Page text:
You could try to handle this yourself, but that would be a very poor choice because if you did, you would almost certainly lose. You do not know the law or how to prosecute or defend a civil action in court and your adversary, since he is a lawyer, presumably does know these things. That superior knowledge would give him an essentially insurmountable advantage over you.
Depending on facts you do not state, the lawyer's lien may or may not be valid. The only way to test it is to challenge it in court. There is also a legal way to try to stop foreclosure of the purported lien and a legal way to stop the sale of the house. To pursue any of these things with any hope of success, however, you must hire a lawyer who knows what to do and how to do it.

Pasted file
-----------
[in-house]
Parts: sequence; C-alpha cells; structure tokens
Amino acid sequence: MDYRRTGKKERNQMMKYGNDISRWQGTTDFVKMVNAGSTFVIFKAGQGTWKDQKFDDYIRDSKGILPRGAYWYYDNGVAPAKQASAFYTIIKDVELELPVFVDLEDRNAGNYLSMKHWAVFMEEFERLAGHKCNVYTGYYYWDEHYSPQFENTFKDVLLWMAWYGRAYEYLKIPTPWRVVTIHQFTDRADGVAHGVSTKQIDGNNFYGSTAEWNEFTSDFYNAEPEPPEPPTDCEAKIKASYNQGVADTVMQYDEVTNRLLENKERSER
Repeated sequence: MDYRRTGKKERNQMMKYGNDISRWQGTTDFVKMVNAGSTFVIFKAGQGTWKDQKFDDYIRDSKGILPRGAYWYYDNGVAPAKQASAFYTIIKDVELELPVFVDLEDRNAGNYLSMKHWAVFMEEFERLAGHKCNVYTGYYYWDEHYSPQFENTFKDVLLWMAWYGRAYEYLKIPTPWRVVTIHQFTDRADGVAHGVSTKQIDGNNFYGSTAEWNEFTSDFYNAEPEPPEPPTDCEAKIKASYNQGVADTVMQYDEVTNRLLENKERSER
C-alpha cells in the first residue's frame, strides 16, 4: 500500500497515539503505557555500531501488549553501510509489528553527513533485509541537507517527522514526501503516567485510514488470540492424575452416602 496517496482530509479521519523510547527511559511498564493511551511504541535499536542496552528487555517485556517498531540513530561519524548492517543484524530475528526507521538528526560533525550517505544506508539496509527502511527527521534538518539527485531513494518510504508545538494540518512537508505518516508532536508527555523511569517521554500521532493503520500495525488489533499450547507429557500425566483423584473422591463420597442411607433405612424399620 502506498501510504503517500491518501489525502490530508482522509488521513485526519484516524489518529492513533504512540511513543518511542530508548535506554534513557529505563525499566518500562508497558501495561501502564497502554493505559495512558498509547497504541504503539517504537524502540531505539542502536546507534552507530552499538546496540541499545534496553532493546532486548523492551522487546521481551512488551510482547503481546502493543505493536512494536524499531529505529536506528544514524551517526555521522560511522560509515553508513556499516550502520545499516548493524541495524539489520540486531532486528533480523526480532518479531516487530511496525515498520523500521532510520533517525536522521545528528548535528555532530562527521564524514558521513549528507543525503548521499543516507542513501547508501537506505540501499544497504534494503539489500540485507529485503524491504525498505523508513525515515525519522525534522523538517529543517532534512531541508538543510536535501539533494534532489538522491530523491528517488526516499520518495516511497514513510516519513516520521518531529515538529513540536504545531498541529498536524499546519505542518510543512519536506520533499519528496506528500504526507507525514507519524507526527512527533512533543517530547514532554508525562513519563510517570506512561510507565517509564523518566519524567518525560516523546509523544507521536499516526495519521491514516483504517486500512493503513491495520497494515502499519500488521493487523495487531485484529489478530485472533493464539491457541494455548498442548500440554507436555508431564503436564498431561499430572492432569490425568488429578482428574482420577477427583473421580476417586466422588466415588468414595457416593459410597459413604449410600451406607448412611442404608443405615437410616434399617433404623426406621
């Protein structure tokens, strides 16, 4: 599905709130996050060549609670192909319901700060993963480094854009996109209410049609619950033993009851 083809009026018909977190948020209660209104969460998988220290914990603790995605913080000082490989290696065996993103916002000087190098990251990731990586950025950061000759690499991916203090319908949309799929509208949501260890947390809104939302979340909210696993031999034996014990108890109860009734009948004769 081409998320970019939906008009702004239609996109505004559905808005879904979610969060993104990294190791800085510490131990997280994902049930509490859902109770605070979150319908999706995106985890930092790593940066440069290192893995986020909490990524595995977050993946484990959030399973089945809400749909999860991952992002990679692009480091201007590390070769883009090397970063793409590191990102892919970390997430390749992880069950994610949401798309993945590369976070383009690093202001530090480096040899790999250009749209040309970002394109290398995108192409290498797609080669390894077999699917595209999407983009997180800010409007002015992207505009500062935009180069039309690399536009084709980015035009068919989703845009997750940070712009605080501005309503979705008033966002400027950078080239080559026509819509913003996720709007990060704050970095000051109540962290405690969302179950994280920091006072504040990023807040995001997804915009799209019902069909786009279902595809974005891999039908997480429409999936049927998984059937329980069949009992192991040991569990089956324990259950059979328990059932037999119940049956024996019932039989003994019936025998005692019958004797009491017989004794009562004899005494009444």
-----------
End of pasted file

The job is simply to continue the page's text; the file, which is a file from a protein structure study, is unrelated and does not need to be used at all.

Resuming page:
Mr. Karotkin has given you an excellent answer. You need to hire an attorney to evaluate the lien agreement, fee agreement, and "all the facts". You should take such an action ASAP. Do not wait for the attorney to try and "foreclose" on his "lien" or to fight about the lien when you try and sell the property. It also appears you may also need an attorney to further prosecute whatever the claim is that gives rise to the original contingent fee agreement, if that claim has not been completely resolved.
You need to consult another attorney ASAP.
I would recommend you hire an attorney who is Board Certified in Civil Trial Law.
This answer does not constitute legal advice or create an attorney-client relationship.